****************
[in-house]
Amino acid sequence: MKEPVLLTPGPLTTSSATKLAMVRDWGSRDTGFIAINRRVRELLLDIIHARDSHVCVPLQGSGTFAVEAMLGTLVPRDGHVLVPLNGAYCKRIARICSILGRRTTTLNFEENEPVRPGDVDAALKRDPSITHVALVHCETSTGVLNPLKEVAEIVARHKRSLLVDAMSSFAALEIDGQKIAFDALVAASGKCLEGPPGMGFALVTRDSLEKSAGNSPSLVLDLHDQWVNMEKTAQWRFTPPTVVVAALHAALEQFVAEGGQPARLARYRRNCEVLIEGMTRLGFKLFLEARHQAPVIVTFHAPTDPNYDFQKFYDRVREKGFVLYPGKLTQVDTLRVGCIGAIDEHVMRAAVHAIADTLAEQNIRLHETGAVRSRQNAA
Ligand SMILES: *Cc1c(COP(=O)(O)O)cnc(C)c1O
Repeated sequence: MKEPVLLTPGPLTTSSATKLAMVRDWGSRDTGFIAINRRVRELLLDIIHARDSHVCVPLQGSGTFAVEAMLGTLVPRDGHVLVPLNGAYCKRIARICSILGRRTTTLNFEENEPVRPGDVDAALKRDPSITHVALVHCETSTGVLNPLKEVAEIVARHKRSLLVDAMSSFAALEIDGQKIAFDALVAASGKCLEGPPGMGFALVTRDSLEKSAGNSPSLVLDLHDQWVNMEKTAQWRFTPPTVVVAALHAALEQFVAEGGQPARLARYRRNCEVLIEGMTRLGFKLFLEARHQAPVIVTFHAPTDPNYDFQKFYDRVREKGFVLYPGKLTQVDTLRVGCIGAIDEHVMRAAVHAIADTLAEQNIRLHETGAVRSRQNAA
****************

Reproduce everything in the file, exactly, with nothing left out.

[in-house]
Amino acid sequence: MKEPVLLTPGPLTTSSATKLAMVRDWGSRDTGFIAINRRVRELLLDIIHARDSHVCVPLQGSGTFAVEAMLGTLVPRDGHVLVPLNGAYCKRIARICSILGRRTTTLNFEENEPVRPGDVDAALKRDPSITHVALVHCETSTGVLNPLKEVAEIVARHKRSLLVDAMSSFAALEIDGQKIAFDALVAASGKCLEGPPGMGFALVTRDSLEKSAGNSPSLVLDLHDQWVNMEKTAQWRFTPPTVVVAALHAALEQFVAEGGQPARLARYRRNCEVLIEGMTRLGFKLFLEARHQAPVIVTFHAPTDPNYDFQKFYDRVREKGFVLYPGKLTQVDTLRVGCIGAIDEHVMRAAVHAIADTLAEQNIRLHETGAVRSRQNAA
Ligand SMILES: *Cc1c(COP(=O)(O)O)cnc(C)c1O
Repeated sequence: MKEPVLLTPGPLTTSSATKLAMVRDWGSRDTGFIAINRRVRELLLDIIHARDSHVCVPLQGSGTFAVEAMLGTLVPRDGHVLVPLNGAYCKRIARICSILGRRTTTLNFEENEPVRPGDVDAALKRDPSITHVALVHCETSTGVLNPLKEVAEIVARHKRSLLVDAMSSFAALEIDGQKIAFDALVAASGKCLEGPPGMGFALVTRDSLEKSAGNSPSLVLDLHDQWVNMEKTAQWRFTPPTVVVAALHAALEQFVAEGGQPARLARYRRNCEVLIEGMTRLGFKLFLEARHQAPVIVTFHAPTDPNYDFQKFYDRVREKGFVLYPGKLTQVDTLRVGCIGAIDEHVMRAAVHAIADTLAEQNIRLHETGAVRSRQNAA